Not too long ago I thought that animals didn’t deserve to be abused, but that was about as far as it went. What constituted a good and fair life? I had no idea. What made animals inferior to us in the first place? I sort of just borrowed arguments from wherever. I am now slowly coming to realise that they are far more intelligent and emotionally complex than I ever gave them credit for, and that regardless of their qualities in comparison with humans animals are fellow inhabitants of the earth and deserve autonomy and freedom in their own right.
This documentary follows lawyer Steven Wise and his team who set out to achieve legal recognition of personhood for several apes in New York in order to rescue them from inhumane treatment. Steven started off as a ‘regular’ lawyer before discovering his passion for defending the rights of animals. I had always admired people who worked with/for animals, but I used to think it was a luxury we could only afford to spend our time and money on when we’d sorted humans first, but Wise said something that struck a chord with me; that (speaking for developed countries at least) animals are the only group of beings that are tortured, killed and abused which the law often does nothing to prevent. It made me think about all the animals slaughtered for food, the ones kept in cages in zoos far from their natural habitats, ones that are forced to perform in shows etc. You can pretty much do what you want to most types of animals and there is little or no recourse.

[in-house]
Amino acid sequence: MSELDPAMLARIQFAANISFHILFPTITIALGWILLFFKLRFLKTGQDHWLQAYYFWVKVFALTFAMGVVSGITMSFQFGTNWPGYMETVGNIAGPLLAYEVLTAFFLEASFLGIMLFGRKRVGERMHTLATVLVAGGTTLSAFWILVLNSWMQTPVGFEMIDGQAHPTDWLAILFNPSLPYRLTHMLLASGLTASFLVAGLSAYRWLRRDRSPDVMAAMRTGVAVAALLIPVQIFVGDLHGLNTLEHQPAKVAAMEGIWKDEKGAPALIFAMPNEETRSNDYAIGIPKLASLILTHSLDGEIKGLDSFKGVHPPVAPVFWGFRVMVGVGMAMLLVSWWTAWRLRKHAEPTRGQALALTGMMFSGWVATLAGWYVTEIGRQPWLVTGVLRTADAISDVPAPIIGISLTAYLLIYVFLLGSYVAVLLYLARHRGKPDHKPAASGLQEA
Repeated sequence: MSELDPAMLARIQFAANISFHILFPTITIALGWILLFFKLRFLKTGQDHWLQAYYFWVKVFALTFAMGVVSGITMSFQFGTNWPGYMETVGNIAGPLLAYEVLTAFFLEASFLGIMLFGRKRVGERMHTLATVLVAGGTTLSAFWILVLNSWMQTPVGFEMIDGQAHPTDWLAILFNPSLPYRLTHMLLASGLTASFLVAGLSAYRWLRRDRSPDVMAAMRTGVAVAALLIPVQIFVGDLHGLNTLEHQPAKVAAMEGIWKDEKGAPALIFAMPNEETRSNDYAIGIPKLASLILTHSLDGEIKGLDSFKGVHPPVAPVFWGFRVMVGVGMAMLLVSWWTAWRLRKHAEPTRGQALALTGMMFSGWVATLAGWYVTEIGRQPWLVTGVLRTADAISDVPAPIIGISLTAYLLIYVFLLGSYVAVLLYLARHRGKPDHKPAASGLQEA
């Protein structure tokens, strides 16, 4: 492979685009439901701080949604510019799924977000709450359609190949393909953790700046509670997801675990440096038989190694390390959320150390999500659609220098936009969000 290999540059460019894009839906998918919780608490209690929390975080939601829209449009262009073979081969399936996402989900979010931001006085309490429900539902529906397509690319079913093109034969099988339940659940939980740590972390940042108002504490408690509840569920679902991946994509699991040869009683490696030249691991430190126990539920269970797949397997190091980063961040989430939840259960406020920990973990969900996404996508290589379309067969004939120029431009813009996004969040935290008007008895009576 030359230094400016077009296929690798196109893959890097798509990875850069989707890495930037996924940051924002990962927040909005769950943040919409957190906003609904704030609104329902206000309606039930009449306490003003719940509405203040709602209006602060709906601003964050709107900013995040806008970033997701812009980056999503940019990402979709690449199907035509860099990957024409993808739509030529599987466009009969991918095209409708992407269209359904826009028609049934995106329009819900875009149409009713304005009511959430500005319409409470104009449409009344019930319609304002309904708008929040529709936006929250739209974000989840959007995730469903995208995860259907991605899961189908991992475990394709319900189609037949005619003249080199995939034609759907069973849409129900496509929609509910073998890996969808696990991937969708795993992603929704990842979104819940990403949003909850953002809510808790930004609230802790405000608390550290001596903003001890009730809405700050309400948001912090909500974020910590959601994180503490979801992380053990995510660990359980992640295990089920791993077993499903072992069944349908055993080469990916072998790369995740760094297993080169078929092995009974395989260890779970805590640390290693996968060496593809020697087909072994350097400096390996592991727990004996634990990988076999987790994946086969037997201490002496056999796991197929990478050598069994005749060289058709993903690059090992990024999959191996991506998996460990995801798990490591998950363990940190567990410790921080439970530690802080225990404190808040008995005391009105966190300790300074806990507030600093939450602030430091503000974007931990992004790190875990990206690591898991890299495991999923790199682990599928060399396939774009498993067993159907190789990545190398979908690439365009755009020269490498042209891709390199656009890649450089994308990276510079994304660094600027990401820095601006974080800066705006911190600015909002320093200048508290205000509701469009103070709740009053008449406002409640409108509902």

We hear the stories of a handful of apes- all former performers, subjects of medical/scientific/cosmetic testing, and even ‘pets’ of loving owners who couldn’t see past their own needs to the needs of these apes who thrive independently in the wild with their own kind. We see the conditions they are kept in, and their obvious unhappiness. In the course of trying to find individuals to represent, Steven and his team find out several times that apes that they have chosen have died in captivity before the team is ready to take the case to court, which really hammers home why they needed urgent intervention in the first place.
Anyway, on to the hopeful news. The team manage to achieve legal personhood for a couple of apes which allows them to demand that they are released from confinement and live life in a sanctuary which respects their need to roam free in a situation as close to the wild as possible. These cases should make it easier to achieve a proper quality of life that takes into account the rights of the animal before the desires of any human in other circumstances with other species.
Two things I really loved about this documentary: no. 1- Their default way to describe animals was ‘non-human persons’. When you change the way you word things, you are changing the way you perceive them, and if you start to consider animals as persons everything changes. No. 2- The legal team could’ve gone down the route of trying to get the animal rights laws updated, but they decided to go down the harder route for the sake of future cases. By calling these apes people, you are not saying they should have the right to vote, but demanding that they receive the importance of say a child, who does not have the responsibilities of an adult, but is protected and valued all the same. Personhood will mean different things for each species, depending on what it means for them to have a full life and be properly protected.
Before I go on for years and years, basically I recommend you watch this even if you’re a little bit curious, because I was not expecting to get so much out of it but I did. If you’re in the UK it’s currently on iPlayer!